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Staying safe online checklist

Read our top tips on how to protect yourself online

Students are targeted by cybercriminals and especially so at certain times of the year.

  • They take advantage of times when you are in a new situation or under pressure. 
  • They will use current news and events as 'hooks'. 
  • They will do whatever they can to deceive you into thinking they are legitimate and into revealing personal information. 

We want you to be aware of the dangers and if anything looks suspicious STOP and REPORT. 

Cybercriminals are clever and can be very convincing. 

  • If you do get caught out, don’t be embarrassed about telling someone. 
  • The sooner you report it the quicker any damage can be limited.   

There are lots of digital tools available to help deter cyber criminals but using them correctly and being cyber security aware is a personal responsibility. 

Here is our top 10 list of do’s and don’ts: 

  1. Do beware the ‘freshers’ friend. 
  2. Don’t get scammed by fake student loan emails 
  3. Do look out for phishing in all its various disguises 
  4. Do keep your passwords safe 
  5. Do update the operating systems on your devices, software, and apps 
  6. Do use anti-virus software 
  7. Don’t rely on passwords alone: Use multi-factor authentication  
  8. Don’t use illegitimate websites to access ‘free’ content 
  9. Do manage your online profile 
  10. Do be extra careful when you are under stress or time constraints that others may exploit. 

And don’t forget to report and seek support if you believe you have been scammed.   

Our Herts Technology Mentor team is releasing their new Herts Digital Talks podcast series on cybercrime on Monday 1st May on Spotify.
You can follow here and get all the episodes when they are released.

The freshers' friend scam 

This type of scam has been used against University students all over the UK. 

  • It uses social engineering to identify potential victims and contact them through social media channels before they arrive at University.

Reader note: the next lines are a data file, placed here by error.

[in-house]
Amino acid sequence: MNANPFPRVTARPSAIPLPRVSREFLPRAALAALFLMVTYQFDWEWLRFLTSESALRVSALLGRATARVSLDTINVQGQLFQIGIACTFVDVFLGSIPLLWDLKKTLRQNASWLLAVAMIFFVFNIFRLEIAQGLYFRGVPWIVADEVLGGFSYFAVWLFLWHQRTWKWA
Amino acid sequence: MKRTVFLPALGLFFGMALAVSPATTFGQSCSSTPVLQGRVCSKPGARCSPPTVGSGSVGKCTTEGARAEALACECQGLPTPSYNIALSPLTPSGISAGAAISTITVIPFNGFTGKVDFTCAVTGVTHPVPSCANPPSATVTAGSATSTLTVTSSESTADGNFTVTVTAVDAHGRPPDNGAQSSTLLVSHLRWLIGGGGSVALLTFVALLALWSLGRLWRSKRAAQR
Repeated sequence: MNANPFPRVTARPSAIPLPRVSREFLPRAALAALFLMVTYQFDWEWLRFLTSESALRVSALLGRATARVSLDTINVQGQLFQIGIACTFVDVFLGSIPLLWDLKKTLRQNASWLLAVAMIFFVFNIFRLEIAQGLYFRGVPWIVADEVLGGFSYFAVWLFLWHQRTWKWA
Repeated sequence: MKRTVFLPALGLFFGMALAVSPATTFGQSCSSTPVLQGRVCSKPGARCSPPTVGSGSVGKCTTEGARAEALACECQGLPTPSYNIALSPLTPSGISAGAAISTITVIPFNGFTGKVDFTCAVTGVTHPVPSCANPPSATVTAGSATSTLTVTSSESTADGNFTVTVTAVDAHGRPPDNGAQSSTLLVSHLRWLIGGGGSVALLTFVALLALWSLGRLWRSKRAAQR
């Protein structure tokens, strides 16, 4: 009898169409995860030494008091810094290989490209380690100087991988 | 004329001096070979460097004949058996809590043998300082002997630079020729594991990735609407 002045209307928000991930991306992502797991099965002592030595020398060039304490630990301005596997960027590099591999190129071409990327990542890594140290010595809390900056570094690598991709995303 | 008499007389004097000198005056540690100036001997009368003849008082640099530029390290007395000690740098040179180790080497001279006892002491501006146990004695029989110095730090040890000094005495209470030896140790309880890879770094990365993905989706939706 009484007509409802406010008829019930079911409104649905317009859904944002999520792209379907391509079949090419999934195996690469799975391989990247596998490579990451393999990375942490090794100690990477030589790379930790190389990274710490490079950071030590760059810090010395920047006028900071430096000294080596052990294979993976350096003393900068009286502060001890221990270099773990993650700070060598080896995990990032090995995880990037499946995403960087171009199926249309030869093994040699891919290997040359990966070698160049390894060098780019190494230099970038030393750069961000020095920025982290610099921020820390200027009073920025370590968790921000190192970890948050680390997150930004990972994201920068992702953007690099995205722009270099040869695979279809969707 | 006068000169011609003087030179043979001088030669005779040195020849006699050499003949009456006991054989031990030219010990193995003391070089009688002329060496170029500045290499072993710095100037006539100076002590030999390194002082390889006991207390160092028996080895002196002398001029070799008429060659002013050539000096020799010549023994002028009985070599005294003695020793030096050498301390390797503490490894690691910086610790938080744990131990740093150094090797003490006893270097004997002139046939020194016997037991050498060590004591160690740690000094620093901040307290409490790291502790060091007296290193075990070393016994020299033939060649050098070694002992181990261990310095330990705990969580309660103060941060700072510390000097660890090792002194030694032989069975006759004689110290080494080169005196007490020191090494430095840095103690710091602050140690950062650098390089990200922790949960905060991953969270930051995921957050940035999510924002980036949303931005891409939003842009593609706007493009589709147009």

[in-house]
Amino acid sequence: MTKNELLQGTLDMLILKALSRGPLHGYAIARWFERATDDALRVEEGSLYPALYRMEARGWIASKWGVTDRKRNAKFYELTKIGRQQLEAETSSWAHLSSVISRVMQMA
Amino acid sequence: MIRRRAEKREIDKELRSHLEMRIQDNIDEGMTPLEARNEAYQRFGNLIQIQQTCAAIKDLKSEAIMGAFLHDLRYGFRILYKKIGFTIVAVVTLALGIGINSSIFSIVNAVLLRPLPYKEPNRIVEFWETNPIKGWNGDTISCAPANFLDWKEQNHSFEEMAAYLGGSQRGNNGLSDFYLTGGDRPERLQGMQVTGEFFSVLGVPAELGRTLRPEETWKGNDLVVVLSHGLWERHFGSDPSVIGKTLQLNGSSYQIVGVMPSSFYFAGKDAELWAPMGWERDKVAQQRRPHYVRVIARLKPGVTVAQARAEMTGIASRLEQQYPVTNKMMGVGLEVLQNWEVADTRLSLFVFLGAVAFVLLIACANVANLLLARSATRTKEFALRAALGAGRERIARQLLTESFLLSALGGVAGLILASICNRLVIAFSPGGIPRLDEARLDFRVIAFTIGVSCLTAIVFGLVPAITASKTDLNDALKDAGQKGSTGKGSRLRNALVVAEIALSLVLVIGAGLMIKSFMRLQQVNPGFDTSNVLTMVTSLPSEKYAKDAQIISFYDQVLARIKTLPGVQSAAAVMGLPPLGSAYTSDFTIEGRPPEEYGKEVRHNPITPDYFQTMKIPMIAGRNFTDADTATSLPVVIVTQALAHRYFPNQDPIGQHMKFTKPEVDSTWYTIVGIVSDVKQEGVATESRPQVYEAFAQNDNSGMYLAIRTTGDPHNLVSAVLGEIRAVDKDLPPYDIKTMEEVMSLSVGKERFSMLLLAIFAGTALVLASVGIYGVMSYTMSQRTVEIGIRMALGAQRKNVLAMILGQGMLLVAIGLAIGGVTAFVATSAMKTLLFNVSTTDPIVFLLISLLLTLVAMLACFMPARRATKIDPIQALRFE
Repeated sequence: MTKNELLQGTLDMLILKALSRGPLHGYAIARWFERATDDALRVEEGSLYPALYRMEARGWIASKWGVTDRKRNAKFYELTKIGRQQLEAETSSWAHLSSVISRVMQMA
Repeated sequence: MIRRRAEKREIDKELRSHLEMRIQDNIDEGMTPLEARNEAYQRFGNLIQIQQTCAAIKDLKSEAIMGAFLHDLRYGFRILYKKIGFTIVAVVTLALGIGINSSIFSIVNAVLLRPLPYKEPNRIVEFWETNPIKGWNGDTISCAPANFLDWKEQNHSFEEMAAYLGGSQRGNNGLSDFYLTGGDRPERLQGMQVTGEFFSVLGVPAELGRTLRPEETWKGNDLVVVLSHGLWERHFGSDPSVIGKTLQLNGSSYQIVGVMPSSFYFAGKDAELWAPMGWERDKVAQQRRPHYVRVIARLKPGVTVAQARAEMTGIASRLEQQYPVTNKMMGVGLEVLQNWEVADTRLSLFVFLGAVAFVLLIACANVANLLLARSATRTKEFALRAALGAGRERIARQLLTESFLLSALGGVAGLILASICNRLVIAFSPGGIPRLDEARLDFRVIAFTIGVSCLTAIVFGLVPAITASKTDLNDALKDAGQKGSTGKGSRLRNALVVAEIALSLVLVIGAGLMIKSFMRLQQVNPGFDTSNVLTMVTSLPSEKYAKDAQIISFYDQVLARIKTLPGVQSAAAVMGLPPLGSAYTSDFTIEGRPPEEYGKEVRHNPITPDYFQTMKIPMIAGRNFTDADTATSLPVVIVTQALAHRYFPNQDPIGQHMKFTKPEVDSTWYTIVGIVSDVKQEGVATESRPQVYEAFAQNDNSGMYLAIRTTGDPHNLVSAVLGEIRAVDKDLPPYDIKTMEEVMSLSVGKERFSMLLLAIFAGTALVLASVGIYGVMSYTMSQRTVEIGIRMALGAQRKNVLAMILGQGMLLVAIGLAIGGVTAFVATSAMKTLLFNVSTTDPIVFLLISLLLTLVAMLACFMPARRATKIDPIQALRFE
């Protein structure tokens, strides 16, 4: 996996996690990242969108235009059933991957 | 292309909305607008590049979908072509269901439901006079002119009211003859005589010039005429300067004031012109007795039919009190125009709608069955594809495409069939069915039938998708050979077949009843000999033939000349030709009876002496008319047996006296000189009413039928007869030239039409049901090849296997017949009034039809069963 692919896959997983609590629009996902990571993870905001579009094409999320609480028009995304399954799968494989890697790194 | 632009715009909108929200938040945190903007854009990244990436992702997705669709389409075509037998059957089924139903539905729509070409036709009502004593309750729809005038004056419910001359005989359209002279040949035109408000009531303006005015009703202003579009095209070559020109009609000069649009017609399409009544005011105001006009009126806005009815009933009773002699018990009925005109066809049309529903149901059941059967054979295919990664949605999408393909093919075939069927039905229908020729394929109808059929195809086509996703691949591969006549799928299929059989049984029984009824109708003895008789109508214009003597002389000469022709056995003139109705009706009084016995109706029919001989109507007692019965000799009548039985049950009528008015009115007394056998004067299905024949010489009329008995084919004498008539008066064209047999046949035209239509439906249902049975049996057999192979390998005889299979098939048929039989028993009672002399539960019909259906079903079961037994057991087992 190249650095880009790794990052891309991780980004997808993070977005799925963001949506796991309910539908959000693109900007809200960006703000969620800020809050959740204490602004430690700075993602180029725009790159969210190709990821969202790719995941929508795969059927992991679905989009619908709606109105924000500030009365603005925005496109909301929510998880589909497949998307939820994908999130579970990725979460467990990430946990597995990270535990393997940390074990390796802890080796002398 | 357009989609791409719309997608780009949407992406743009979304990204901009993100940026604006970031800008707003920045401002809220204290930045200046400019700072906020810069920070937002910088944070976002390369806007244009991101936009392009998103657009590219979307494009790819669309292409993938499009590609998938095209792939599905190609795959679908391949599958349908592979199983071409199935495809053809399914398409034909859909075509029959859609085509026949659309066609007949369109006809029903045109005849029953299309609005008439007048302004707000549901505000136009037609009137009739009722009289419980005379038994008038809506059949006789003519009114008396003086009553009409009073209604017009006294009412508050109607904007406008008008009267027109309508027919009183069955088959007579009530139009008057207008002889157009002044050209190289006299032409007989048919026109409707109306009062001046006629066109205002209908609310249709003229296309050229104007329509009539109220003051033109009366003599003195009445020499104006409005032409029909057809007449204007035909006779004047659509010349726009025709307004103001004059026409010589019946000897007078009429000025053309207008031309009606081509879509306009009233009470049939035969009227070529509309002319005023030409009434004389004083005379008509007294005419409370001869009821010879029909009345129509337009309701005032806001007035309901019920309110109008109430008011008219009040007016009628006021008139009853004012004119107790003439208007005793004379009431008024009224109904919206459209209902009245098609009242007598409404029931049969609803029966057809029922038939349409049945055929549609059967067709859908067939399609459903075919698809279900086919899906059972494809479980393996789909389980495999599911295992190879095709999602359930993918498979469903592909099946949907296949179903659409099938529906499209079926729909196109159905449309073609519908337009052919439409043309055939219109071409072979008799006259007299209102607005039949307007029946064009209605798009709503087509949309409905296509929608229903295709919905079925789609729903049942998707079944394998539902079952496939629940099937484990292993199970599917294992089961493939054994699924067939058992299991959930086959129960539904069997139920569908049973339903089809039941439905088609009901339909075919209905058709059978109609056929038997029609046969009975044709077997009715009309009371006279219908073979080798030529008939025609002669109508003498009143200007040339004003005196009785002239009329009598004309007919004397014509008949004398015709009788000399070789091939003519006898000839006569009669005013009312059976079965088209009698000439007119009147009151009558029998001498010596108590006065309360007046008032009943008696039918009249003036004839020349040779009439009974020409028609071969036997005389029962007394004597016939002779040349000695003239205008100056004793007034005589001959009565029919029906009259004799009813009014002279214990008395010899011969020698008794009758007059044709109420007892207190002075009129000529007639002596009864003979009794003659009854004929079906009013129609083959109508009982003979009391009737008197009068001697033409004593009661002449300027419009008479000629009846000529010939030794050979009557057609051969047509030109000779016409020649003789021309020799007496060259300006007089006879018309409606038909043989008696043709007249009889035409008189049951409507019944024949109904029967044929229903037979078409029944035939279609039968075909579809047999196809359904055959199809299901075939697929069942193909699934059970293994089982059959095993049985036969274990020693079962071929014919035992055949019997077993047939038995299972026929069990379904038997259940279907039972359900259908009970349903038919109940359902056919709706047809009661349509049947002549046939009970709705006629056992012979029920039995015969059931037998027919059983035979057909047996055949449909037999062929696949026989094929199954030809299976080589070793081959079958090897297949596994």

• Once in touch, the scammer goes to great efforts to gain their victims' trust. In reality, they are running a confidence trick – befriending people, then stealing money for fake events as well as harvesting bank account and credit card details for use in future financial frauds. 

The student loan scam 

Each year scammers target new students, who arrive at University with large amounts of money in their bank accounts for their course and living expenses.  

  • One scam is an email claiming to come from the Student Loans Company (SLC) encouraging students to provide their password and financial details to ensure that their student loans arrive on time.  
  • They may use the Student Loans Company branding and resemble official communications from them.  
  • The SLC would never request this information from you in a direct email. 

Look out for phishing in all its various forms

Phishing involves an attacker trying to trick you into providing sensitive account or other login information online. 

It can take many different forms.  Here are just a few examples: 

  • Vishing, which is short for "voice phishing," is when someone calls you to try to steal information. They may pretend to be a trusted friend or relative or to represent them 
  • In an email phishing scam, the attacker sends an email that looks legitimate, designed to trick you into entering information in reply or on a site that the hacker can use to steal or sell your data. 
  • An HTTPS phishing attack is carried out by sending you a link to a fake website. The site may then be used to gather any private information you enter. 
  • Pop-up phishing uses a pop-up about a problem with your computer’s security or some other issue to trick you into clicking. You are then directed to download a malware file, or to call a fake support centre. 
  • Social engineering attacks try to pressure you into revealing sensitive information by manipulating you psychologically. For example, by pretending to be a representative of your bank or the student loans company and that you need to take action urgently to protect your account or receive payment.  
  • Smishing is phishing through some form of a text message or SMS 

Find out more: 

What should you do if you think you have received a phishing message? 

  • Block it, report it, delete it.  
  • If you have not already done so - Do not open it and definitely do not click on any links. 

Find out more: 

Keep your passwords safe 

Your password is the key to your digital life and privacy. 

  • Create passwords that are easy for you to remember but hard for others to guess 
  • We recommend using a passphrase, which is a sentence-like string of words used that is longer than a traditional password, easy to remember, and difficult to crack.  
  • Never share your passwords with anyone 
  • Use different passwords on different accounts 
  • Nobody at the University will ever ask you to reveal your password – if they do it is a scam  
  • Lock your computer and device screens when you step away from them 
  • Don’t forget to change default passwords that come with devices such as modems 

If you think your password has been compromised: 

  • Change your password as soon as possible